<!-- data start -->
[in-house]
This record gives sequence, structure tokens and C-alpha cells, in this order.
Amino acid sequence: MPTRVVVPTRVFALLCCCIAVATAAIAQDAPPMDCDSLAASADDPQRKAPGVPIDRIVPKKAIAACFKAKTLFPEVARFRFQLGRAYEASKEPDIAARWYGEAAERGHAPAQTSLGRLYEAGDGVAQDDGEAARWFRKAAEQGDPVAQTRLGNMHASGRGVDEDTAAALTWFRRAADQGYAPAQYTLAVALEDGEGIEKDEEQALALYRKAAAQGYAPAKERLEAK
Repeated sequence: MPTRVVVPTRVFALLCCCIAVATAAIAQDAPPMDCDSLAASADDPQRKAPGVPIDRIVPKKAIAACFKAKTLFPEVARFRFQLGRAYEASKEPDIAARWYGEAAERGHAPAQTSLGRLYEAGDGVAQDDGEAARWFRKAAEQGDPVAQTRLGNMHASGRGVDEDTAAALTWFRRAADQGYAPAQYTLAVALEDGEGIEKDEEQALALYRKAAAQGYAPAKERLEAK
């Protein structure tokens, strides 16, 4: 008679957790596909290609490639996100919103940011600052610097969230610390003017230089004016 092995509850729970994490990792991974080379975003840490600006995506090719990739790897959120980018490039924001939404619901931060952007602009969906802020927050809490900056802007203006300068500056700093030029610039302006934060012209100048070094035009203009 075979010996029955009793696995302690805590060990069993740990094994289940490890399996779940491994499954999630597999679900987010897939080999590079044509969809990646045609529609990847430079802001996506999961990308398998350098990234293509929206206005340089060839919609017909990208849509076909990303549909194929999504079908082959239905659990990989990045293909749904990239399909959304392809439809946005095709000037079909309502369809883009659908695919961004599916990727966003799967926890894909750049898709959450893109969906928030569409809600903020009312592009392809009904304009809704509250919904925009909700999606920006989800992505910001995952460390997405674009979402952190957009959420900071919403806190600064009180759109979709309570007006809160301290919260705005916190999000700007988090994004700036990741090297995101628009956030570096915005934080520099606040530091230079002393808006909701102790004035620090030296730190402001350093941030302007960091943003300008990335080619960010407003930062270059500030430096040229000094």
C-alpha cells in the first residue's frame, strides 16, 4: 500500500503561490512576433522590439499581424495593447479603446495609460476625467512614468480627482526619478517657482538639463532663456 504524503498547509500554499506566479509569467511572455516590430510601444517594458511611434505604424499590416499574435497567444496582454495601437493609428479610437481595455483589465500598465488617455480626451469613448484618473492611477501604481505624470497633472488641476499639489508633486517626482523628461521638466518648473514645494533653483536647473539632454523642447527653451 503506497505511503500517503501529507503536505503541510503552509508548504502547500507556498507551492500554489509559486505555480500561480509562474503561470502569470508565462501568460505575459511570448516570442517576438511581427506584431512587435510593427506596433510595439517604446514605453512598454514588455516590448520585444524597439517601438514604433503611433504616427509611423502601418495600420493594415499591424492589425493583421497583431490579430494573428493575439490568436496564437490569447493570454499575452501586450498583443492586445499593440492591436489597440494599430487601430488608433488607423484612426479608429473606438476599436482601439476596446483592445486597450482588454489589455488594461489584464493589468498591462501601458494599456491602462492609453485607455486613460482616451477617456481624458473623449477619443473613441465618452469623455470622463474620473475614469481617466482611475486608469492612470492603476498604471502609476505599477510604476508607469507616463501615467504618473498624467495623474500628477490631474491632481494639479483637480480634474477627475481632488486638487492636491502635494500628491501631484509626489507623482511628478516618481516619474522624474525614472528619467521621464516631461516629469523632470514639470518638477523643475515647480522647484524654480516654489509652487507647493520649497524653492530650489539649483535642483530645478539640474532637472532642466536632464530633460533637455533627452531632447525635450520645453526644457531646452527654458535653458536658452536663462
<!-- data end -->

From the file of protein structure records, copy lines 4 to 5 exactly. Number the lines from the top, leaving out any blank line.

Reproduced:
Repeated sequence: MPTRVVVPTRVFALLCCCIAVATAAIAQDAPPMDCDSLAASADDPQRKAPGVPIDRIVPKKAIAACFKAKTLFPEVARFRFQLGRAYEASKEPDIAARWYGEAAERGHAPAQTSLGRLYEAGDGVAQDDGEAARWFRKAAEQGDPVAQTRLGNMHASGRGVDEDTAAALTWFRRAADQGYAPAQYTLAVALEDGEGIEKDEEQALALYRKAAAQGYAPAKERLEAK
């Protein structure tokens, strides 16, 4: 008679957790596909290609490639996100919103940011600052610097969230610390003017230089004016 092995509850729970994490990792991974080379975003840490600006995506090719990739790897959120980018490039924001939404619901931060952007602009969906802020927050809490900056802007203006300068500056700093030029610039302006934060012209100048070094035009203009 075979010996029955009793696995302690805590060990069993740990094994289940490890399996779940491994499954999630597999679900987010897939080999590079044509969809990646045609529609990847430079802001996506999961990308398998350098990234293509929206206005340089060839919609017909990208849509076909990303549909194929999504079908082959239905659990990989990045293909749904990239399909959304392809439809946005095709000037079909309502369809883009659908695919961004599916990727966003799967926890894909750049898709959450893109969906928030569409809600903020009312592009392809009904304009809704509250919904925009909700999606920006989800992505910001995952460390997405674009979402952190957009959420900071919403806190600064009180759109979709309570007006809160301290919260705005916190999000700007988090994004700036990741090297995101628009956030570096915005934080520099606040530091230079002393808006909701102790004035620090030296730190402001350093941030302007960091943003300008990335080619960010407003930062270059500030430096040229000094």